609 F2d 864 National Labor Relations Board v. Samurai Inc

609 F.2d 864

104 L.R.R.M. (BNA) 2754, 88 Lab.Cas. P 11,843

NATIONAL LABOR RELATIONS BOARD, Petitioner,
Hotel, Motel, Restaurant Employees and Bartenders Union,
Local 12, Hotel and Restaurant Employees and
Bartenders International Union, AFL-CIO,
Intervenor,
v.
The SAMURAI, INC., d/b/a the Samurai/Kabuki Japanese Steak
House, Respondent.

No. 77-1439.

United States Court of Appeals,
Sixth Circuit.

Oct. 31, 1979.

Elliott Moore, Paul J. Spielberg, Deputy Associate Gen. Counsel, Susan Dalin, Ruth E. Peters, John S. Irving, N. L. R. B., Washington, D. C., for the N. L. R. B.

Jerry F. Venn, Kevin P. Jones, Cincinnati, Ohio, for intervenor.

Paul H. Tobias, Tobias & Kraus, Cincinnati, Ohio, for respondent.

Before CELEBREZZE, MERRITT and KENNEDY, Circuit Judges.

ORDER

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1

Petitioner NLRB, together with Hotel, Motel, Restaurants and Bartenders Union Local # 12 AFL-CIO as Intervenor, seeks enforcement of its order that Samurai enter into collective bargaining. We hold that the findings underlying the order are not supported by substantial evidence. We, therefore, deny enforcement.

2

On December 16, 1974, the Union filed a representation petition with the Board, seeking certification as the collective bargaining representative of the employees of Eurasian Enterprises, Inc. An election was conducted on May 2, 1975, and the Union won a majority. Five days later Eurasian filed objections, primarily on the basis of alleged coercive pro-union activity of two supervisors.

3

Before a final hearing was held, however, Eurasian sold its assets to Samurai, an independent and unrelated company.

4

A final hearing was conducted on March 1-2, 1976, at which the hearing officer recommended that the election objections be overruled, and certification be given. He found that Samurai was a "successor employer" to Eurasian, and recommended that Eurasian be dismissed as respondent and that Samurai be substituted. The hearing officer then determined that the conduct of the supervisors had not been coercive and had not led employees to believe that Eurasian was in favor of the Union. Alternatively, he ruled that Samurai could not complain of misconduct of the supervisors because Eurasian, Samurai's predecessor, had knowledge of the alleged misconduct and had not taken affirmative action to halt or disavow it. The Regional Director adopted the hearing officer's findings and recommendations, and certified the Union.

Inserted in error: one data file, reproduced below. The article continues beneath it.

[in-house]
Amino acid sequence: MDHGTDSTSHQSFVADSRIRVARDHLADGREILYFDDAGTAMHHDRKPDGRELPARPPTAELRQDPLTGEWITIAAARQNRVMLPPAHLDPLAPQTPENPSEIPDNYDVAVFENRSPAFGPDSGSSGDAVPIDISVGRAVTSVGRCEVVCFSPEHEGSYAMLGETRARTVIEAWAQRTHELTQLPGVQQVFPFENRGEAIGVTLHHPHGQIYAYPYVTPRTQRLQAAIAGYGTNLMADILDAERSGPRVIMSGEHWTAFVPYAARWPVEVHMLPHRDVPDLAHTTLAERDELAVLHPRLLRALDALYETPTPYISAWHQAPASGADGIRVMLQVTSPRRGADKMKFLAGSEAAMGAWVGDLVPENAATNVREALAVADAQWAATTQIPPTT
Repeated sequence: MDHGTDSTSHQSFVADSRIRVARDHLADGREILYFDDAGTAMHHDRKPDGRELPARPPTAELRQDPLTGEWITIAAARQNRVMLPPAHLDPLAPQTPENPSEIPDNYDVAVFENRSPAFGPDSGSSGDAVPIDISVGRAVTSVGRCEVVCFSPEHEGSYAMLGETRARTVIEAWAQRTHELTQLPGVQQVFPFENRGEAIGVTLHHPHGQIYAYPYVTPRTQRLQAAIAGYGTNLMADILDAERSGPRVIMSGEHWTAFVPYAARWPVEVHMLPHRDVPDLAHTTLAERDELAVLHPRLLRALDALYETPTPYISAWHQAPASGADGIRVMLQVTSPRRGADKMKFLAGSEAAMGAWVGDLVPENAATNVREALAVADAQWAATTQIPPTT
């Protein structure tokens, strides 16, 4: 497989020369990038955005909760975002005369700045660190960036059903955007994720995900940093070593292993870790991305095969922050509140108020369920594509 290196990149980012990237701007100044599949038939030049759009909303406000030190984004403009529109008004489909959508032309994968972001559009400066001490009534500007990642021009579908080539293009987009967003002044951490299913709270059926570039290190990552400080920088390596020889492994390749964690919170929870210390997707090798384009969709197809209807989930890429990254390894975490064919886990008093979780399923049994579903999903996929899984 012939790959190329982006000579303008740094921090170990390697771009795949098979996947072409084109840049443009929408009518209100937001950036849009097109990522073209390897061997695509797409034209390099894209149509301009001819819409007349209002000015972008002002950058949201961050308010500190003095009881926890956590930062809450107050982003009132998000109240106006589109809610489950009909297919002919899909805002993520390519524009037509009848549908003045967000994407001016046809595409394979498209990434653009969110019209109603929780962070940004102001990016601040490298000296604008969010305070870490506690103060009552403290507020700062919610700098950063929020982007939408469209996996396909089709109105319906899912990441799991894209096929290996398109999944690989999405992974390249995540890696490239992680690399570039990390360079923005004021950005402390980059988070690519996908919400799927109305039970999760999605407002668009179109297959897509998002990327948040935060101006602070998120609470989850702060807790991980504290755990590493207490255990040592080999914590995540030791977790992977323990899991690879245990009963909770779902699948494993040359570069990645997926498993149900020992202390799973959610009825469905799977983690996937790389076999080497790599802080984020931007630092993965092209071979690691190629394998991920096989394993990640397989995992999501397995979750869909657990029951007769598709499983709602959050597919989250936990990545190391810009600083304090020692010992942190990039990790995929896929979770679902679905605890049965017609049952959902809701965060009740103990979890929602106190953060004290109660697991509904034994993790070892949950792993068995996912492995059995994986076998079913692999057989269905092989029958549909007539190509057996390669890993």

5

Samurai, however, refused to bargain, and the Union filed unfair labor practice charges with the NLRB that Samurai violated § 8(a)(5) and (1) of the National Labor Relations Act. After another set of proceedings the Board ordered Samurai to bargain with the Union, and applied to this Court for enforcement of the order.

6

The NLRB argues that it properly overruled Samurai's objections to the election and that Samurai is obligated to bargain with the Union.

7

Samurai disputes the findings from the previous set of proceedings, regarding coercion. It also claims the Board erred in its alternative holding by incorrectly applying the "disavowal" rule where Eurasian's anti-union stance was clear, where disavowal could not cure the misconduct, and where Eurasian took reasonable steps to halt all pro-union conduct of which it was aware.

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8

Upon review and consideration of the record, we conclude that the Board's rulings on coercion and disavowal are not supported by substantial evidence. On the issue of coercion, the record indicates instances of threats, bribes and intimidation including physical abuse. Nor are we persuaded by the finding that the employer Eurasian did not properly disavow the supervisors' pro-union activity. This finding itself is internally inconsistent with the credence the Board gives to testimony by the employer that "he informed the employees that he preferred that they not select the (Union) . . . and urged them to vote against (it)." Because the Board's findings are not supported by substantial evidence, we hereby deny enforcement.